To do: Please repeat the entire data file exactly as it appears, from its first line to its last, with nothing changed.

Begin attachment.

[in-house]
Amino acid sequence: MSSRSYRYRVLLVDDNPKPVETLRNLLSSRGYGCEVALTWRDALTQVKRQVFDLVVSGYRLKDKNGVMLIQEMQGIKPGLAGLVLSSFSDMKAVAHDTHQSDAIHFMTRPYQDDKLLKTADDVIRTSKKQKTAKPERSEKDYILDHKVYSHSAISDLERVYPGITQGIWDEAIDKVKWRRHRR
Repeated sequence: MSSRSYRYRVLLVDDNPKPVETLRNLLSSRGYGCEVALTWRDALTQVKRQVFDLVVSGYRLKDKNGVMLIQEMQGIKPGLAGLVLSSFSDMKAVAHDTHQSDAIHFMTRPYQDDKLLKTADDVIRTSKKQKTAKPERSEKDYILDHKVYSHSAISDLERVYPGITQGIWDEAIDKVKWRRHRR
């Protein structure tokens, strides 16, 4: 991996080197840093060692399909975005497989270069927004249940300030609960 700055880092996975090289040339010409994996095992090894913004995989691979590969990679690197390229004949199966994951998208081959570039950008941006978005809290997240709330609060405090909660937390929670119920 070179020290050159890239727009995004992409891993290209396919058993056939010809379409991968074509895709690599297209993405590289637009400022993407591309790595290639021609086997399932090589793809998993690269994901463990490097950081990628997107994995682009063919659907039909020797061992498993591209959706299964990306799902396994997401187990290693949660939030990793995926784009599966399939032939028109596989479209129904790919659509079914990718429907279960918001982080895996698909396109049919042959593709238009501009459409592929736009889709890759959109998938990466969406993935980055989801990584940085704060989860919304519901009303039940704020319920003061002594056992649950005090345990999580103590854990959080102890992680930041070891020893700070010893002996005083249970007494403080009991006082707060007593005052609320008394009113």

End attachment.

[in-house]
Amino acid sequence: MSSRSYRYRVLLVDDNPKPVETLRNLLSSRGYGCEVALTWRDALTQVKRQVFDLVVSGYRLKDKNGVMLIQEMQGIKPGLAGLVLSSFSDMKAVAHDTHQSDAIHFMTRPYQDDKLLKTADDVIRTSKKQKTAKPERSEKDYILDHKVYSHSAISDLERVYPGITQGIWDEAIDKVKWRRHRR
Repeated sequence: MSSRSYRYRVLLVDDNPKPVETLRNLLSSRGYGCEVALTWRDALTQVKRQVFDLVVSGYRLKDKNGVMLIQEMQGIKPGLAGLVLSSFSDMKAVAHDTHQSDAIHFMTRPYQDDKLLKTADDVIRTSKKQKTAKPERSEKDYILDHKVYSHSAISDLERVYPGITQGIWDEAIDKVKWRRHRR
């Protein structure tokens, strides 16, 4: 991996080197840093060692399909975005497989270069927004249940300030609960 700055880092996975090289040339010409994996095992090894913004995989691979590969990679690197390229004949199966994951998208081959570039950008941006978005809290997240709330609060405090909660937390929670119920 070179020290050159890239727009995004992409891993290209396919058993056939010809379409991968074509895709690599297209993405590289637009400022993407591309790595290639021609086997399932090589793809998993690269994901463990490097950081990628997107994995682009063919659907039909020797061992498993591209959706299964990306799902396994997401187990290693949660939030990793995926784009599966399939032939028109596989479209129904790919659509079914990718429907279960918001982080895996698909396109049919042959593709238009501009459409592929736009889709890759959109998938990466969406993935980055989801990584940085704060989860919304519901009303039940704020319920003061002594056992649950005090345990999580103590854990959080102890992680930041070891020893700070010893002996005083249970007494403080009991006082707060007593005052609320008394009113």